Last man to be dealt with in Little India riot found guilty of failing to disperse

Arun Kaliamurthy, an Indian national who has a master's degree in information systems and was looking for a job here, had claimed trial to a single charge of failing to disperse from the scene despite police orders to do so. -- ST PHOTO: WONG KWAI CH
Arun Kaliamurthy, an Indian national who has a master's degree in information systems and was looking for a job here, had claimed trial to a single charge of failing to disperse from the scene despite police orders to do so. -- ST PHOTO: WONG KWAI CHOW

SINGAPORE - The last of 25 men to be dealt with for their roles in a riot in Little India more than a year ago was found guilty in court on Thursday.

Arun Kaliamurthy, an Indian national who has a master's degree in information systems and was looking for a job here, had claimed trial to a single charge of failing to disperse from the scene despite police orders to do so.

The 29-year-old will be sentenced by District Judge Shaiffudin Saruwan on June 2.

Twenty-five Indian nationals were initially charged with rioting. Some, including Arun, had their charges amended to failure to disperse and obstruction. All the others have been convicted and sentenced to jail, some with caning.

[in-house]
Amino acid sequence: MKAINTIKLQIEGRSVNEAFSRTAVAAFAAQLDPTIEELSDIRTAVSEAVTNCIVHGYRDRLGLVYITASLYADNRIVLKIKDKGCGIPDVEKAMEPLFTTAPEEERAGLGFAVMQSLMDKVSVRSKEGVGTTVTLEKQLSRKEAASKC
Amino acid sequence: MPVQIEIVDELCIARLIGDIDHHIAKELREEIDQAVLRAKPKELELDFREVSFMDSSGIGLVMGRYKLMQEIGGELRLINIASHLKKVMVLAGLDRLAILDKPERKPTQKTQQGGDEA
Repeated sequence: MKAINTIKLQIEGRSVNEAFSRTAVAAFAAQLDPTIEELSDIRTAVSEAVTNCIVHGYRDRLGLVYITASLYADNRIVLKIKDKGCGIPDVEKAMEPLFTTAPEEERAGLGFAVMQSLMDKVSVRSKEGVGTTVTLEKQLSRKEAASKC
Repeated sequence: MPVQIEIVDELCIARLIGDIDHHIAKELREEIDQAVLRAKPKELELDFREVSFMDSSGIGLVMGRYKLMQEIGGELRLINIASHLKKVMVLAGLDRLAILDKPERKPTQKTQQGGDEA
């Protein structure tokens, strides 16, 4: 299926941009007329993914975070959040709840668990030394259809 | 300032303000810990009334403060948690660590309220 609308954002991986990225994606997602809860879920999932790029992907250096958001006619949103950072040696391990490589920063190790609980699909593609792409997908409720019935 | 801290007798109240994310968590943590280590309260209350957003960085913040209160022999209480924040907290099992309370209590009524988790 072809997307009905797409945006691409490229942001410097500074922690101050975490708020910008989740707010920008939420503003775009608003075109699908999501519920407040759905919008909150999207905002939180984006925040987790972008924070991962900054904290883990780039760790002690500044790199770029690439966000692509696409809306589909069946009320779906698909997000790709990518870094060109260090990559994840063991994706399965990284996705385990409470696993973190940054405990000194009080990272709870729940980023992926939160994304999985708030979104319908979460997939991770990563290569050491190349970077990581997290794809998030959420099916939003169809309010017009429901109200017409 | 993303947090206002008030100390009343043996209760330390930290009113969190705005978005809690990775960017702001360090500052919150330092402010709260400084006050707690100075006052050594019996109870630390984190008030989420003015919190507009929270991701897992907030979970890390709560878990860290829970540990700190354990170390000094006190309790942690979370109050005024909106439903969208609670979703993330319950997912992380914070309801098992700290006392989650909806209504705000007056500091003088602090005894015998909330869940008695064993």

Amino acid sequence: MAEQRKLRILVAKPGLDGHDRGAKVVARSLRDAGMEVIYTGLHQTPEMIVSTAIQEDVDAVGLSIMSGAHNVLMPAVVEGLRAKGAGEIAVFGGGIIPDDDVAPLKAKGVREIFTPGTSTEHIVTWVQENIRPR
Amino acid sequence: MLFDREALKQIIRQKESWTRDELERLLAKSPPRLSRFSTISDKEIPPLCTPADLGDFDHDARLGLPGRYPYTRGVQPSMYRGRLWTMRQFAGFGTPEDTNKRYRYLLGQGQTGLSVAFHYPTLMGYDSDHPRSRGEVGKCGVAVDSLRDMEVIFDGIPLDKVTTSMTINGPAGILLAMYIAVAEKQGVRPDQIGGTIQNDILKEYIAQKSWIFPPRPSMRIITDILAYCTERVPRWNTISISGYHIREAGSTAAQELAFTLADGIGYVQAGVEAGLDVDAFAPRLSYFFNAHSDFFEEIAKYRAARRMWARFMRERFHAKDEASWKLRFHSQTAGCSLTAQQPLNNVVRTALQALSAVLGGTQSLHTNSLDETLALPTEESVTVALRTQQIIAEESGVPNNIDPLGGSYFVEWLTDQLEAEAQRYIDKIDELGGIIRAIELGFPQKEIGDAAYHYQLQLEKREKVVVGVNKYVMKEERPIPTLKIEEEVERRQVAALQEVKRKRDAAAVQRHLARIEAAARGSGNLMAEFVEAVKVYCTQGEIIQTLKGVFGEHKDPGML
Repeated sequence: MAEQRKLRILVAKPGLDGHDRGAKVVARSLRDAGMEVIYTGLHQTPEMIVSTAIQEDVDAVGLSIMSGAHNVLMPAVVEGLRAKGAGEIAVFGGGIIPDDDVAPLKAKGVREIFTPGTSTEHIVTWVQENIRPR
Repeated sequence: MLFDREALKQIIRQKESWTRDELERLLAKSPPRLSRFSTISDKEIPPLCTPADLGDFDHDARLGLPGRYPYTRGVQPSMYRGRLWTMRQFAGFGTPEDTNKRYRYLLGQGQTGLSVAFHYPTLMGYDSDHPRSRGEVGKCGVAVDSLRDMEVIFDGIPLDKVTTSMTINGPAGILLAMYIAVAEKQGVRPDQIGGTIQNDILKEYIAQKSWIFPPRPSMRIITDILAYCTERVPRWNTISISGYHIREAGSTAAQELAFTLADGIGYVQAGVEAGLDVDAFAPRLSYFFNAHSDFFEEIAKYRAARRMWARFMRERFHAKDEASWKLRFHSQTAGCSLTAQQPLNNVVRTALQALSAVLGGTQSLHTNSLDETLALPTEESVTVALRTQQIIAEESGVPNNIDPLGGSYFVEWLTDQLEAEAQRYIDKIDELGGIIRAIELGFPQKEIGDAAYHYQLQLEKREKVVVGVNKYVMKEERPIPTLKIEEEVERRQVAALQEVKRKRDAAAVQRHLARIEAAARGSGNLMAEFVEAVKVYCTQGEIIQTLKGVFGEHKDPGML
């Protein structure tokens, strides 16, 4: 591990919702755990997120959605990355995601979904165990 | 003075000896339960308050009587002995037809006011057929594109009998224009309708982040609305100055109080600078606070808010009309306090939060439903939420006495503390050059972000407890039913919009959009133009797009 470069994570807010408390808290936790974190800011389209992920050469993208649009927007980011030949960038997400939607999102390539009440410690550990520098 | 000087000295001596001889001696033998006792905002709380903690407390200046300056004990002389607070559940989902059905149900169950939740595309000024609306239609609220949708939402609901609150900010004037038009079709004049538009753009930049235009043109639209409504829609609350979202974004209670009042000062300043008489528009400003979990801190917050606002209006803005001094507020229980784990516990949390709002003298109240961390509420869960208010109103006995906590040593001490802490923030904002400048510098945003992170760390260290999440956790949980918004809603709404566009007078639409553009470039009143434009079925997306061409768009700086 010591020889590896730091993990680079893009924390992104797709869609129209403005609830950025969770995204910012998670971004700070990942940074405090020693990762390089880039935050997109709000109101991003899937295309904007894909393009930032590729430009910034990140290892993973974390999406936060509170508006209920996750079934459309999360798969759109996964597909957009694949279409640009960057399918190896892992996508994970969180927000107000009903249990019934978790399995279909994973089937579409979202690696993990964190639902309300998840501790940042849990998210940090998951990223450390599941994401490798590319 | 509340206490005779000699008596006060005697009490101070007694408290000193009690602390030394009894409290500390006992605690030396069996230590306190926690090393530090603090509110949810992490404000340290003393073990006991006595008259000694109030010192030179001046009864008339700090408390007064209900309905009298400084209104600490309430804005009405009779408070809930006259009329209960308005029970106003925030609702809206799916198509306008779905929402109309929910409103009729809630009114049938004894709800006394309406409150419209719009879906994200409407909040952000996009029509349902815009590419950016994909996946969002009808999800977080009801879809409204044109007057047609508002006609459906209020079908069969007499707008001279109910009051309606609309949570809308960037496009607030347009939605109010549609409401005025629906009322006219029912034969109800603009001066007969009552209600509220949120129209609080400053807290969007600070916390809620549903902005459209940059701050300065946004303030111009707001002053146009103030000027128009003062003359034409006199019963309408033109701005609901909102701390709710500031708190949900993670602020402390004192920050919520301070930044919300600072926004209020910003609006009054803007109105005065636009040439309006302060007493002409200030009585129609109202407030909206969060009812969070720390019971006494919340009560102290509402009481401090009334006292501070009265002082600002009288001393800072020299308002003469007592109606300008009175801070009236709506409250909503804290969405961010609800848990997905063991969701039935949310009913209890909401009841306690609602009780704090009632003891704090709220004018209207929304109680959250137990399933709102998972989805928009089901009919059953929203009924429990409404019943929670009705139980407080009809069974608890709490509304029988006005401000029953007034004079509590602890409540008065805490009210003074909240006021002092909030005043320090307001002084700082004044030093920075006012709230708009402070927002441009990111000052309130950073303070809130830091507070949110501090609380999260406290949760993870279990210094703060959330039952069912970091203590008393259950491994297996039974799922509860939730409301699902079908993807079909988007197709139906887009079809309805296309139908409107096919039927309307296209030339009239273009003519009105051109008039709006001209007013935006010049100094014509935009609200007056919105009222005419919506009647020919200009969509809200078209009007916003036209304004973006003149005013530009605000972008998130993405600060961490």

Arun is one of only two men to claim trial.

The fracas on the night of Dec 8, 2013, had erupted after a bus accident along Race Course Road killed 33-year-old construction worker Sakthivel Kumaravelu. By the end of the night, 24 emergency vehicles had been damaged or set on fire and 43 enforcement officers injured. It was the first large-scale riot here in over four decades.

In its closing submissions to the court, the prosecution noted that while Arun initially claimed he did not hear police commands clearly, he admitted during the three-day trial that he heard the words "Disperse immediately!" from a Police Tactical Vehicle at Race Course Road.

He also had "ample opportunity to leave the scene" between 10.42pm and 11.10pm, but chose not to do so, Deputy Public Prosecutor Sellakumaran and Assistant Public Prosecutor (APP) Dillon Kok told the court.

In his mitigation, Arun's lawyer Shashi Nathan said his client was "merely an innocent bystander" in the riot.

The harm caused by Arun's conduct was "slight", and he has also been unable to work since his arrest, Mr Nathan added.

The defence lawyer urged the court to impose a fine, or a one-day jail term.

But APP Kok noted the "immense public disquiet" caused by the scale of the riot, and called for a deterrent sentence of at least 16 to 18 weeks' jail.

Arun faces up to two years in jail and/or a fine for continuing in an assembly of five or more people likely to cause a disturbance of public peace, after the assembly has been lawfully commanded to disperse.